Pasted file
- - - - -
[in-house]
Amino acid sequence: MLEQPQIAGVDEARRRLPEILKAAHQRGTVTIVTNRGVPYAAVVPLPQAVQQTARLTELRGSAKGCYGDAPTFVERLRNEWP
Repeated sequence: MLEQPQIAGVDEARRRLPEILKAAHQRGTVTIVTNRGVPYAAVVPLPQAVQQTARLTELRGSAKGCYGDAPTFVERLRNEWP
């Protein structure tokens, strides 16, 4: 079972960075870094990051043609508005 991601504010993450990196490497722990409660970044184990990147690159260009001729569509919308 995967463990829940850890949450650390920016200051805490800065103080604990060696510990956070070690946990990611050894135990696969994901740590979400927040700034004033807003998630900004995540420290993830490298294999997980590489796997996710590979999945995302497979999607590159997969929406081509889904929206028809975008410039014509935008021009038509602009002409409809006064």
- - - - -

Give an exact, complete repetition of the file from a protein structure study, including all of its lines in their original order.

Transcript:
[in-house]
Amino acid sequence: MLEQPQIAGVDEARRRLPEILKAAHQRGTVTIVTNRGVPYAAVVPLPQAVQQTARLTELRGSAKGCYGDAPTFVERLRNEWP
Repeated sequence: MLEQPQIAGVDEARRRLPEILKAAHQRGTVTIVTNRGVPYAAVVPLPQAVQQTARLTELRGSAKGCYGDAPTFVERLRNEWP
């Protein structure tokens, strides 16, 4: 079972960075870094990051043609508005 991601504010993450990196490497722990409660970044184990990147690159260009001729569509919308 995967463990829940850890949450650390920016200051805490800065103080604990060696510990956070070690946990990611050894135990696969994901740590979400927040700034004033807003998630900004995540420290993830490298294999997980590489796997996710590979999945995302497979999607590159997969929406081509889904929206028809975008410039014509935008021009038509602009002409409809006064």